, Volume 23, Issue 4, pp 2597–2607 | Cite as

Pyrolyzed bacterial cellulose-supported SnO2 nanocomposites as high-capacity anode materials for sodium-ion batteries

  • Burcu Dursun
  • Taner Sar
  • Ali Ata
  • Mathieu Morcrette
  • Meltem Yesilcimen AkbasEmail author
  • Rezan Demir-CakanEmail author
Original Paper


Room-temperature sodium-based batteries have the potential for meeting large-scale grid energy storage needs. Inspired by the advancement of the design and building of electrode materials in lithium ion batteries, improved nano-architectured electrodes can be created for sodium-ion batteries, allowing increased electron transport kinetics and conductivities. Here, nanocomposites with 3D porous structures are reported as a high-capacity anode material for sodium-ion batteries by using an easy, low-cost and environmentally friendly synthesis of pyrolyzed bacterial celluloses (PBCs). Bacterial celluloses (BCs) produced by the Gluconacetobacter xylinus strain are pyrolyzed at 500, 750 and 1000 °C, resulting 50, 130 and 110 mAh g−1 capacities over 80 numbers of cycles, respectively, in the presence of the binary ethylene carbonate–propylene carbonate mixture. In order to increase the cell performances, in situ coated SnO2 nanoparticles with bacterial cellulose (SnO2@PBC) are produced by addition as synthesized 5-nm-sized SnO2 nanoparticles into the BC growth medium together with the G. xylinus strain. Following the pyrolysis at 500 °C, the SnO2@PBC composite is better able to handle the accommodation of the dramatic volume change of the incorporated SnO2 nanoparticles because of the interaction of oxygen-containing moieties of bacterial cellulose nanofibrils with the SnO2 nanoparticles during cellulose production. The resulting SnO2@PBC composite presents highly stable capacity retention of around 400 mAh g−1 capacities at C/10 current density over 50 numbers of cycles.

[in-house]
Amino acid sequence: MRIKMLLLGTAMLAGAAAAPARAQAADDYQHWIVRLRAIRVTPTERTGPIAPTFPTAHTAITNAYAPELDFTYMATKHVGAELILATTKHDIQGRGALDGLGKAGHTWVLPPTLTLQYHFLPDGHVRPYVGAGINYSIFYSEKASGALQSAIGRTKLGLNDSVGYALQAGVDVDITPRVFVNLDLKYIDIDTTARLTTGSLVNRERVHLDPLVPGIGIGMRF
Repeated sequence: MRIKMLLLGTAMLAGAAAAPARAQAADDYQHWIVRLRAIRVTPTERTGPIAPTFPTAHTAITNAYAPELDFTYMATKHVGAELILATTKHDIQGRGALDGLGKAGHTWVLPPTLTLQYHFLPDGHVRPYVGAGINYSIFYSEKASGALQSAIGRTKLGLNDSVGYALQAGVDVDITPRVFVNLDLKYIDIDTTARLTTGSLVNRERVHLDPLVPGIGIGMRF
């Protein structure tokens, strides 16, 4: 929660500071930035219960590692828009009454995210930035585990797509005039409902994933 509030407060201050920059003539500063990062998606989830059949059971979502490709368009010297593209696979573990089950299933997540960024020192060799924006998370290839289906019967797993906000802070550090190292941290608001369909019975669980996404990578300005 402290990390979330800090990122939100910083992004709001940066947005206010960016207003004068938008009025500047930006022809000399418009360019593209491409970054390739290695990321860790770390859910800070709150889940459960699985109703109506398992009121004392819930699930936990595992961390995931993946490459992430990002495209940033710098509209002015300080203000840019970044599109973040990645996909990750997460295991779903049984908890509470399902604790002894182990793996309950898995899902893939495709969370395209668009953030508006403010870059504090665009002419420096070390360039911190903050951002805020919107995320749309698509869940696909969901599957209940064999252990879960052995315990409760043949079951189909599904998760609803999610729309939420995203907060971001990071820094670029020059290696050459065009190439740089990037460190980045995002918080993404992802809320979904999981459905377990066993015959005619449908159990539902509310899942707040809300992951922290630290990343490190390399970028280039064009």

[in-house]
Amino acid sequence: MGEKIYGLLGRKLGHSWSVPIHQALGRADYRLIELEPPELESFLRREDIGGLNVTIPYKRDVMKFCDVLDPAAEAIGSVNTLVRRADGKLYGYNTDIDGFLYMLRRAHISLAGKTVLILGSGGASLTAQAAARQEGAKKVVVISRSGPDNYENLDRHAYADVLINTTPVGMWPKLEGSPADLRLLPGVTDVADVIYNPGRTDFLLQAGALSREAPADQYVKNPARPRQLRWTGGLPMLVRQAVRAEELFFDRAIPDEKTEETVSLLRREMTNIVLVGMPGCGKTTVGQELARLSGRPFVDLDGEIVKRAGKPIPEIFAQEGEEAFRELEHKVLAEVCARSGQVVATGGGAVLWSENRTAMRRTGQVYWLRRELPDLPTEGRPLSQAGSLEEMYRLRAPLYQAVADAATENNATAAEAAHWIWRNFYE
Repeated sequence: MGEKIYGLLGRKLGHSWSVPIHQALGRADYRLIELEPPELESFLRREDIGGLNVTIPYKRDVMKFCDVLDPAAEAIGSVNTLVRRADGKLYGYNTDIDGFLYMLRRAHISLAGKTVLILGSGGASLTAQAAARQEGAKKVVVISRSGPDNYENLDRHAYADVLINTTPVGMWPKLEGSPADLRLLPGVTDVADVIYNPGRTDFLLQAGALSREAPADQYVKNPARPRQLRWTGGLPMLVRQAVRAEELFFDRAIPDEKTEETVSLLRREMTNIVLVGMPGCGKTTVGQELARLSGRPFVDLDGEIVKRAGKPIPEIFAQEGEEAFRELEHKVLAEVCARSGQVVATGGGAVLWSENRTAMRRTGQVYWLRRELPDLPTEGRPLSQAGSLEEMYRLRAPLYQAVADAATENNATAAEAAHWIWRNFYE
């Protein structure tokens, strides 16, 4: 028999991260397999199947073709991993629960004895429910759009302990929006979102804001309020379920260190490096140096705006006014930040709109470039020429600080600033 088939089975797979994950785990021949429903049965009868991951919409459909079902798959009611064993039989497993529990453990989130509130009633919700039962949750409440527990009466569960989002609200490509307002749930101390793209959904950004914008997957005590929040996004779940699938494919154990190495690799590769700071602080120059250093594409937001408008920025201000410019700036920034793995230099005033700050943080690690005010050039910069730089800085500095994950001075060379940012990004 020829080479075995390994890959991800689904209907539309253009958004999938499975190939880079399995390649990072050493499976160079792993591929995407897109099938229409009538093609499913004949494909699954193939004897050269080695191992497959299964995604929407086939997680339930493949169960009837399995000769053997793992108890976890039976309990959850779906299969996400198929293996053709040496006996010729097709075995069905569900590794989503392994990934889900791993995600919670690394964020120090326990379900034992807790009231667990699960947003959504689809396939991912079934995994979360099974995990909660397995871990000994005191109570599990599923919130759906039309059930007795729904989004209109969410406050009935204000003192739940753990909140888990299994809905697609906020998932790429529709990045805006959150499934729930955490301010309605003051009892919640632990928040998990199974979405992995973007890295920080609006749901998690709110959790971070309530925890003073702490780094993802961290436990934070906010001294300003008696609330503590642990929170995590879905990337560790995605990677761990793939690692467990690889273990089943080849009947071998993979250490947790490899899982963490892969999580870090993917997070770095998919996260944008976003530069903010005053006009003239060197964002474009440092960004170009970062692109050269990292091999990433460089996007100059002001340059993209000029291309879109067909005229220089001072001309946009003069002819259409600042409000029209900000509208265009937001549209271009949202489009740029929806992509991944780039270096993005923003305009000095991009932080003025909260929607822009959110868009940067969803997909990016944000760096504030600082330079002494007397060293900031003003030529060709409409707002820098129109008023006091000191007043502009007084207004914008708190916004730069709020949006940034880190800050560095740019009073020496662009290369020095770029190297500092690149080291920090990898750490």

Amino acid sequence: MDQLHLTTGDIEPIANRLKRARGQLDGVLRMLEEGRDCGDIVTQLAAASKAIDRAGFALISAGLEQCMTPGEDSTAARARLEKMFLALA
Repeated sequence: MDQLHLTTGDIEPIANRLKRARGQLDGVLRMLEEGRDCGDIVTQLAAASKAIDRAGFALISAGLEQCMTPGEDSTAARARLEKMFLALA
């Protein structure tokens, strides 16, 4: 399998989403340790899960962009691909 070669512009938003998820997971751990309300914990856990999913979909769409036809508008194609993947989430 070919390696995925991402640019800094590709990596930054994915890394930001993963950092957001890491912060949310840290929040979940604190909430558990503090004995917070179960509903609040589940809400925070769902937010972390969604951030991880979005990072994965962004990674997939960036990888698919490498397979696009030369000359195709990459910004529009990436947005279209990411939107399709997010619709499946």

Pyrolyzed bacterial cellulose Carbon SnO2 Anode Sodium-ion batteries 



The authors appreciate the funding from The Scientific and Technological Research Council of Turkey (TUBITAK contract no. 115M390) and the joint research project between CNRS-TUBITAK (TUBITAK Contract No. 214M272). The Gluconacetobacter xylinus strain was a kind gifted from Dr. Cheng Kang Lee (National Taiwan University of Science and Technology, Taiwan). We acknowledge Alice Cassel for the TEM and Ahmet Nazim for the SEM microstructural analyses. Sylvie Grugeon is thanked for helping with the Raman spectroscopy measurements.

Compliance with ethicals standards

Conflict of interest

The authors declare no competing financial interest.

Supplementary material

10570_2016_966_MOESM1_ESM.docx (1 mb)
Supplementary material 1 (DOCX 1048 kb)


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Copyright information

© Springer Science+Business Media Dordrecht 2016

Authors and Affiliations

  • Burcu Dursun
    • 1
  • Taner Sar
    • 2
  • Ali Ata
    • 1
  • Mathieu Morcrette
    • 4
  • Meltem Yesilcimen Akbas
    • 2
    • 3
    Email author
  • Rezan Demir-Cakan
    • 5
    Email author
  1. 1.Department of Material Science and EngineeringGebze Technical UniversityGebzeTurkey
  2. 2.Department of Molecular Biology and GeneticsGebze Technical UniversityGebzeTurkey
  3. 3.Institute of BiotechnologyGebze Technical UniversityGebzeTurkey
  4. 4.Laboratoire de Réactivité et Chimie des Solides, CNRS UMR 7314Université de Picardie Jules VerneAmiensFrance
  5. 5.Department of Chemical EngineeringGebze Technical UniversityGebzeTurkey

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